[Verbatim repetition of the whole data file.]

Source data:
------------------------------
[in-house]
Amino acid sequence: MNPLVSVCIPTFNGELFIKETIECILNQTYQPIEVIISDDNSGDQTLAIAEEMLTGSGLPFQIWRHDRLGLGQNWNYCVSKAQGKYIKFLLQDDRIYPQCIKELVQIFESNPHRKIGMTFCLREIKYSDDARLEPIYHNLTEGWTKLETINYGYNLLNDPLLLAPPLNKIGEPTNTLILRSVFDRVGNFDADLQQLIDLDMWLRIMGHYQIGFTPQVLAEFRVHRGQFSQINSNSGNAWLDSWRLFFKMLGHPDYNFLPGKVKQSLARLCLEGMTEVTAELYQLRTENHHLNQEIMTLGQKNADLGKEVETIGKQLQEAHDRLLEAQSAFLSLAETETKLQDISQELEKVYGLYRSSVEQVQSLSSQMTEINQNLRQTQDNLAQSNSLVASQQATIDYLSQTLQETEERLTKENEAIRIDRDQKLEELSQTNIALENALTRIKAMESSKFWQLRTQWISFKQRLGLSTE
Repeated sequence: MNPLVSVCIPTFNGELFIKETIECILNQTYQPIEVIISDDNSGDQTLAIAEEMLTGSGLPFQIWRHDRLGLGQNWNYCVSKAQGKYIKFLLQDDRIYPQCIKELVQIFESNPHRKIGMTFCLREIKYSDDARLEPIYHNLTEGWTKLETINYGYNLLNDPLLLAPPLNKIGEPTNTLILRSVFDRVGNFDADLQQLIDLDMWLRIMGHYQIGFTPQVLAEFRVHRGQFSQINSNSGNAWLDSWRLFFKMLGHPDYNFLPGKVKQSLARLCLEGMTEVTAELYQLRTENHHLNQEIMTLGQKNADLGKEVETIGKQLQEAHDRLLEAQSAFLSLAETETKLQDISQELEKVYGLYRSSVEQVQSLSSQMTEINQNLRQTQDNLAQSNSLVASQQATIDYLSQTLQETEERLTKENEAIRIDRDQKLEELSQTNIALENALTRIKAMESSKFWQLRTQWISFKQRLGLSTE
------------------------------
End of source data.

[in-house]
Amino acid sequence: MNPLVSVCIPTFNGELFIKETIECILNQTYQPIEVIISDDNSGDQTLAIAEEMLTGSGLPFQIWRHDRLGLGQNWNYCVSKAQGKYIKFLLQDDRIYPQCIKELVQIFESNPHRKIGMTFCLREIKYSDDARLEPIYHNLTEGWTKLETINYGYNLLNDPLLLAPPLNKIGEPTNTLILRSVFDRVGNFDADLQQLIDLDMWLRIMGHYQIGFTPQVLAEFRVHRGQFSQINSNSGNAWLDSWRLFFKMLGHPDYNFLPGKVKQSLARLCLEGMTEVTAELYQLRTENHHLNQEIMTLGQKNADLGKEVETIGKQLQEAHDRLLEAQSAFLSLAETETKLQDISQELEKVYGLYRSSVEQVQSLSSQMTEINQNLRQTQDNLAQSNSLVASQQATIDYLSQTLQETEERLTKENEAIRIDRDQKLEELSQTNIALENALTRIKAMESSKFWQLRTQWISFKQRLGLSTE
Repeated sequence: MNPLVSVCIPTFNGELFIKETIECILNQTYQPIEVIISDDNSGDQTLAIAEEMLTGSGLPFQIWRHDRLGLGQNWNYCVSKAQGKYIKFLLQDDRIYPQCIKELVQIFESNPHRKIGMTFCLREIKYSDDARLEPIYHNLTEGWTKLETINYGYNLLNDPLLLAPPLNKIGEPTNTLILRSVFDRVGNFDADLQQLIDLDMWLRIMGHYQIGFTPQVLAEFRVHRGQFSQINSNSGNAWLDSWRLFFKMLGHPDYNFLPGKVKQSLARLCLEGMTEVTAELYQLRTENHHLNQEIMTLGQKNADLGKEVETIGKQLQEAHDRLLEAQSAFLSLAETETKLQDISQELEKVYGLYRSSVEQVQSLSSQMTEINQNLRQTQDNLAQSNSLVASQQATIDYLSQTLQETEERLTKENEAIRIDRDQKLEELSQTNIALENALTRIKAMESSKFWQLRTQWISFKQRLGLSTE